well, if you had any idea what a tritone was you'd stfu, but i guess i have to edjumacate a few of you. The definition of a tritone is two notes with a difference of three whole tones, or whole steps. Anyone with any basic theory knowledge can figure out that three whole steps makes a minor fifth(^see above^) Having said that there is no such thing as a diminished fifth, only minor fifth. You can augment a fifth making a minor sixth which i personally prefer to tritones. I'm guessing the norma jean joke is about memphis will be laid to waste, which is not a tritone, but is a minor second. You probably already knew that, but im just making sure. As for the band to first use a tritone in a breakdown i have no idea.My guess would be really old dillinger depending on what your definition of breakdown is.

Once again, lol tritone = minor fifth.
#29
yea, it was pretty much acacia strain AFAIK

new ****ing trend though, HORRIBLE
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#30
Quote by 875875511
omg sigged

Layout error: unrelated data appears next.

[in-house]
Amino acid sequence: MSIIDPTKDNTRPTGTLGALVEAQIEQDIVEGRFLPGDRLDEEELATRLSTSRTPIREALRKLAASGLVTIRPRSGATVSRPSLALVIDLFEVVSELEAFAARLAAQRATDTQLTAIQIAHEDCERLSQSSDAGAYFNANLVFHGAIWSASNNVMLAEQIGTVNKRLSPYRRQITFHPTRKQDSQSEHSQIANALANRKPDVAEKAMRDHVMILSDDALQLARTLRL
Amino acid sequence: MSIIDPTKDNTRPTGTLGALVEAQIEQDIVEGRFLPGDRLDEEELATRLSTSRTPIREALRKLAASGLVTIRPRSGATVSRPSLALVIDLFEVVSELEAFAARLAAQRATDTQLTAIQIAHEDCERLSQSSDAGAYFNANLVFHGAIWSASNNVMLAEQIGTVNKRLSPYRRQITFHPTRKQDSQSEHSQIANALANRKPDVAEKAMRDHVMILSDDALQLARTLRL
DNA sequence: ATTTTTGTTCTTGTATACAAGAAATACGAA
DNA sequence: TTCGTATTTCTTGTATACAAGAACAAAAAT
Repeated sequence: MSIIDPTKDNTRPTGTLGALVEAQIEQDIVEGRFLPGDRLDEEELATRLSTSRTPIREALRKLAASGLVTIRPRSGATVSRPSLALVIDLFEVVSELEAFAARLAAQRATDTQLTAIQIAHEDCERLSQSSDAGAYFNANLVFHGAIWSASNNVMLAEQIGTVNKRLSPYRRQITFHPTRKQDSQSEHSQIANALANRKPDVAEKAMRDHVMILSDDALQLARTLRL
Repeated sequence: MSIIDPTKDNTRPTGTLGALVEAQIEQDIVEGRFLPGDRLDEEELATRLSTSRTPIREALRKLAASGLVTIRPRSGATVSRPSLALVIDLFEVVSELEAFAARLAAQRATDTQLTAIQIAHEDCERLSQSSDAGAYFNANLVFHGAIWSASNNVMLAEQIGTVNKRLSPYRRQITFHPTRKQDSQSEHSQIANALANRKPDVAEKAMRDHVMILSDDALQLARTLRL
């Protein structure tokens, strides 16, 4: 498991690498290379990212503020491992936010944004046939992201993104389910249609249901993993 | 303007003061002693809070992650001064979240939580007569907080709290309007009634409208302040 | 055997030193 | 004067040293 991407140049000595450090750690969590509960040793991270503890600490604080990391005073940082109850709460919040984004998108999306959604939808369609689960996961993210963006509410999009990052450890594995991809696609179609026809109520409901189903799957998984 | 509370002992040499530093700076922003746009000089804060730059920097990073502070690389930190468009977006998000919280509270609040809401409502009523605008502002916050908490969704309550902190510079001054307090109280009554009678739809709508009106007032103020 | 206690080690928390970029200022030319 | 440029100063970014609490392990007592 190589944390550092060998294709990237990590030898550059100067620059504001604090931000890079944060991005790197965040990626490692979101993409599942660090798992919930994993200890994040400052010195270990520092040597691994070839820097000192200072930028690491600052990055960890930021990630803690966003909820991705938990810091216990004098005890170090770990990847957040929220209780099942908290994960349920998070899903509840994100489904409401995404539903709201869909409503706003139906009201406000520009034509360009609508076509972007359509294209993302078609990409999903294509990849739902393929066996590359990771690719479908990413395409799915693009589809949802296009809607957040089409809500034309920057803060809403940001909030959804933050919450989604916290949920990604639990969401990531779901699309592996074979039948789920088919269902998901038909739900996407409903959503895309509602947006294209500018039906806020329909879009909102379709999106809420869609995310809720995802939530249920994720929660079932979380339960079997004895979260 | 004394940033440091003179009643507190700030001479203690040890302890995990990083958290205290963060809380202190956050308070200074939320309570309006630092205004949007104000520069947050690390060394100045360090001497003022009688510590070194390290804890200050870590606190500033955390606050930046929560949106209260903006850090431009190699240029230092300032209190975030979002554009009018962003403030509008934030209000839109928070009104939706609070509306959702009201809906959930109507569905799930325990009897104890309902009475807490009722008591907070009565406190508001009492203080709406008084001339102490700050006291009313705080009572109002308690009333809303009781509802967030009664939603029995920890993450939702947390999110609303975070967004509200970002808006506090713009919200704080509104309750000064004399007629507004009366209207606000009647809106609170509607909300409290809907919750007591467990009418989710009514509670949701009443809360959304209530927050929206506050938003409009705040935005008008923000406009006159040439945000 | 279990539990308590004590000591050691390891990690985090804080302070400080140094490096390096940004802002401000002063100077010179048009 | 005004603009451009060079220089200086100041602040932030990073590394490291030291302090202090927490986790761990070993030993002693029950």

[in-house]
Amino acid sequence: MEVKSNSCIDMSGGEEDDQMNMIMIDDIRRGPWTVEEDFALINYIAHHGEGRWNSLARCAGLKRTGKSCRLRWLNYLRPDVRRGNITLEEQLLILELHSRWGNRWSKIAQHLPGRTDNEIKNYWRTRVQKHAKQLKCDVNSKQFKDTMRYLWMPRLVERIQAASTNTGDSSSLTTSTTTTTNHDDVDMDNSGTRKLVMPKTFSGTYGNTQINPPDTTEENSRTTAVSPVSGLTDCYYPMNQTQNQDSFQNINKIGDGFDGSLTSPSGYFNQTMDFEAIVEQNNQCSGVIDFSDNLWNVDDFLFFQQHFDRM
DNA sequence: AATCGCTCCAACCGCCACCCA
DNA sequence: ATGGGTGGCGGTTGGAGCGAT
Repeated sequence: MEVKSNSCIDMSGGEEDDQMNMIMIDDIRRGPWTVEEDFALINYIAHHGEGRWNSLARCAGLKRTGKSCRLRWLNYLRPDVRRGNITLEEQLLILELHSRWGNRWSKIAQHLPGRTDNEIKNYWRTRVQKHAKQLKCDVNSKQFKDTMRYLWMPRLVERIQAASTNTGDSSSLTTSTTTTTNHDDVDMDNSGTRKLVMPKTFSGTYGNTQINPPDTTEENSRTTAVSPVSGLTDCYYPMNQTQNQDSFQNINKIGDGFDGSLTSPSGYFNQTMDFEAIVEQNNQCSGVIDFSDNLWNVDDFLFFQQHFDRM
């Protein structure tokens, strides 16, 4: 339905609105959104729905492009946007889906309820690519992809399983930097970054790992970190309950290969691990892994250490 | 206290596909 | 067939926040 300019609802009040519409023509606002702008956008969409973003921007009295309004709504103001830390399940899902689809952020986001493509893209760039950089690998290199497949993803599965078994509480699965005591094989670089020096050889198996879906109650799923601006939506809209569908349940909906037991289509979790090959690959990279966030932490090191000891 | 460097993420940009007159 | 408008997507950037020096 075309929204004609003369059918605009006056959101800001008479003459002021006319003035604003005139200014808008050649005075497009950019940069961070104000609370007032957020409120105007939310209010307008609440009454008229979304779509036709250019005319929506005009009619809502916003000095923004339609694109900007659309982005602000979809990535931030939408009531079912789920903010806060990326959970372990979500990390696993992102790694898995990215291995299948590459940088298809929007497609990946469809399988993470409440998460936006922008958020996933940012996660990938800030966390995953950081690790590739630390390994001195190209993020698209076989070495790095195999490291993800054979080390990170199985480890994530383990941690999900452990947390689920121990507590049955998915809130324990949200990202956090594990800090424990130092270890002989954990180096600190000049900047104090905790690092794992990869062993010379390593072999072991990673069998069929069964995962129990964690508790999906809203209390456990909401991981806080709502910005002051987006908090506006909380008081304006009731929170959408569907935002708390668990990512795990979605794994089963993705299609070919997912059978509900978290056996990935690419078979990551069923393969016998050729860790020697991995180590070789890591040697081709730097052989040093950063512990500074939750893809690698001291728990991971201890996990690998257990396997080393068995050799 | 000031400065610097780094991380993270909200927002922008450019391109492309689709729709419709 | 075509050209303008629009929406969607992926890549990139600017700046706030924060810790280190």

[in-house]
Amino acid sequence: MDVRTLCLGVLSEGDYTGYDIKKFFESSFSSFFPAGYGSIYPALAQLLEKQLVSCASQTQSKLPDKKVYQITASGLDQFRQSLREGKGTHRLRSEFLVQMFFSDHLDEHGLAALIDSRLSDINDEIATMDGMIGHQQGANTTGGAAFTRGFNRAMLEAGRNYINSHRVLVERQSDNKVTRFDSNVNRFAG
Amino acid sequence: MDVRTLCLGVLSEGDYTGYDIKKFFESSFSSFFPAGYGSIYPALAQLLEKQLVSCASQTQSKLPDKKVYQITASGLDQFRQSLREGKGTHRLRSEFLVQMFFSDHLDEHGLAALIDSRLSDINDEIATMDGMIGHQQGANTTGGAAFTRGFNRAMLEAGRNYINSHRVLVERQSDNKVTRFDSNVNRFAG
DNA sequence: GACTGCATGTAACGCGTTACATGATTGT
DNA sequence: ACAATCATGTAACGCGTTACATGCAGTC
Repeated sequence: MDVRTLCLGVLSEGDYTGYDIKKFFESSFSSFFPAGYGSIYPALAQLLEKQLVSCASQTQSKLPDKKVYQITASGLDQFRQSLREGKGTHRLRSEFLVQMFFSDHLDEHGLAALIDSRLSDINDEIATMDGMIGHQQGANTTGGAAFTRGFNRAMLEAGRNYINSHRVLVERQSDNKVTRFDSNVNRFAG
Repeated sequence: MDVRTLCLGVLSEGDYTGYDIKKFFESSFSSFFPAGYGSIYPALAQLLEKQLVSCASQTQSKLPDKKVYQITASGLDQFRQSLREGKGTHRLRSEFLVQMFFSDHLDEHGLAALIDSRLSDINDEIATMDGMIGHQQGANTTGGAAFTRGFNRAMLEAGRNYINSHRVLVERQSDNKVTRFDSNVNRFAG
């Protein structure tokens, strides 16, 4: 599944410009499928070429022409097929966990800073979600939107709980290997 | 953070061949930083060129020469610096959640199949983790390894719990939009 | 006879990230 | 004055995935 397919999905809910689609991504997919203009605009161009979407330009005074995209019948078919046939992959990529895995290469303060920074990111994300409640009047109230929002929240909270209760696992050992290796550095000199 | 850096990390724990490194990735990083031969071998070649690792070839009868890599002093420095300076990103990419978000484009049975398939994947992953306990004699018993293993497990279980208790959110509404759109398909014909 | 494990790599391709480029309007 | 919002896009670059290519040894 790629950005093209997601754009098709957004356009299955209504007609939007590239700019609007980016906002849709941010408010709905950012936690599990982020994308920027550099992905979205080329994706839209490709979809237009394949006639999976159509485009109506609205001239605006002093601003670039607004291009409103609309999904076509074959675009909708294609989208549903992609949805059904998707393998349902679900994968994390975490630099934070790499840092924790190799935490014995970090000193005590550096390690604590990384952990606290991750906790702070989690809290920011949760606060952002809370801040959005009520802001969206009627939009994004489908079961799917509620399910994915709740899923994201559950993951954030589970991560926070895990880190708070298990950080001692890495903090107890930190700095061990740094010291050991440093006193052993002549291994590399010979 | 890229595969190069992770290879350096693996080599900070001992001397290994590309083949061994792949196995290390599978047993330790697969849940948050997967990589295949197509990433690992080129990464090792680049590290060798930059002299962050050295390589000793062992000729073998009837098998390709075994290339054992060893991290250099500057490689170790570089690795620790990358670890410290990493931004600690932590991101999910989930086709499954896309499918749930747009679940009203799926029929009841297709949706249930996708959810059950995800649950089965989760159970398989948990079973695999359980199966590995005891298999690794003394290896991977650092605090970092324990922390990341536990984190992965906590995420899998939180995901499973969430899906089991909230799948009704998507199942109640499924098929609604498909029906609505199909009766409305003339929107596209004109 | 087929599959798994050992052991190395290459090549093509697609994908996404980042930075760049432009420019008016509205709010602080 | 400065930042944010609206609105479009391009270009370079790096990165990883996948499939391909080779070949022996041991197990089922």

well, if you had any idea what a tritone was you'd stfu, but i guess i have to edjumacate a few of you. The definition of a tritone is two notes with a difference of three whole tones, or whole steps. Anyone with any basic theory knowledge can figure out that three whole steps makes a minor fifth(^see above^) Having said that there is no such thing as a diminished fifth, only minor fifth. You can augment a fifth making a minor sixth which i personally prefer to tritones. I'm guessing the norma jean joke is about memphis will be laid to waste, which is not a tritone, but is a minor second. You probably already knew that, but im just making sure. As for the band to first use a tritone in a breakdown i have no idea.My guess would be really old dillinger depending on what your definition of breakdown is.